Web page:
By Giilad Atzmon
As an Israeli boy of a patriotic background, I was destined to become a military man. But then, at seventeen, as I was getting myself ready for my IDF compulsory service, the unexpected happened. On a late night jazz radio programme, I heard Charlie Parker first time.
I was knocked down. The music was more organic, poetic, sentimental and wilder than anything I had ever heard before. Parker’s music was intense but it was as well romantic and even melancholic at times.
It was then and there that I realised, my upbringing, Zion, and the IDF notwithstanding, that NYC was my Mecca and Jazz was my Jihad – a spiritual struggle aiming at beauty.
As I grew older, I realised that America was far from being perfect, and it wasn’t necessarily as brilliant as the music of Bird, Ellington or Coltrane’s. Nevertheless it was clear to me that there was something in America and NYC that brought about jazz, that unique combustible mixture of imaginary freedom confronted with harsh oppressive capitalism, urban complexity, all sparked by a lot of talent.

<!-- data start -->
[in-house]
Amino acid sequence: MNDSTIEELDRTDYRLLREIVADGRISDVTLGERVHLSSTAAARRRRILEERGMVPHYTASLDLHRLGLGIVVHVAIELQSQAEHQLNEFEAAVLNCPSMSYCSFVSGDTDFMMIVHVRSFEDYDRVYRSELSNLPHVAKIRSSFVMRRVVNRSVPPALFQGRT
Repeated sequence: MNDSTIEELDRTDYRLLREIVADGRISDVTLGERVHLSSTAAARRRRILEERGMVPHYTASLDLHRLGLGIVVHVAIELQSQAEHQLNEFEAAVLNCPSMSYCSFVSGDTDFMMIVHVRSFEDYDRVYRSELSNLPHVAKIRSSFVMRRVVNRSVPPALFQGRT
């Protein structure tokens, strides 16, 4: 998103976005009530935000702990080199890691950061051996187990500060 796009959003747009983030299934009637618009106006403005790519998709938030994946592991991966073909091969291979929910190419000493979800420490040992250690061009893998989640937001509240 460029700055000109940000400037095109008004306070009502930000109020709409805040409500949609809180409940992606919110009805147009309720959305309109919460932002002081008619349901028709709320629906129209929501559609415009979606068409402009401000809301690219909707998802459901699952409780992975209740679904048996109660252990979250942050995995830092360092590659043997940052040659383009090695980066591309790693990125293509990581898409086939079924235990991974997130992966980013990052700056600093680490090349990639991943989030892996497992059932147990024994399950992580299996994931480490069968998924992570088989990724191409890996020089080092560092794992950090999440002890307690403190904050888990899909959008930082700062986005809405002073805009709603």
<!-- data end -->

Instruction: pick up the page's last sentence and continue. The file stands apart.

Yesterday I was listening to the legendary Jimmy Cobb playing at Fat Cat. Jimmy is not young, he played with Miles Davis and John Coltrane back in the 1950’s. But his spirit is still very young. And he was surrounded by young musicians who keep jazz alive against all odds.
This weekend I will record in Manhattan with Ben Meigners on upright bass, and Jason Brown on the drums. I am very excited about it. I rarely record in America, but when I do, it is a special event in my career. The recording sessions are open to the public but the number of seats is obviously limited. This would be the first ever recording of this trio. But you could also be a part of it! To book a place: http://www.brownpapertickets.com/event/455960
Gilad Atzmon is an Israeli-born British jazz saxophonist, novelist, political activist and writer.
Atzmon’s album Exile was BBC jazz album of the year in 2003. Playing over 100 dates a year, he has been called “surely the hardest-gigging man in British jazz.” His albums, of which he has recorded nine to date, often explore the music of the Middle East and political themes. He has described himself as a “devoted political artist.” He supports the Palestinian right of return and the one-state solution in the Israeli-Palestinian conflict.
His criticisms of Zionism, Jewish identity, and Judaism, as well as his controversial views on The Holocaust and Jewish history have led to allegations of antisemitism from both Zionists and anti-Zionists. A profile in The Guardian in 2009 which described Atzmon as “one of London’s finest saxophonists” stated: “It is Atzmon’s blunt anti-Zionism rather than his music that has given him an international profile, particularly in the Arab world, where his essays are widely read.”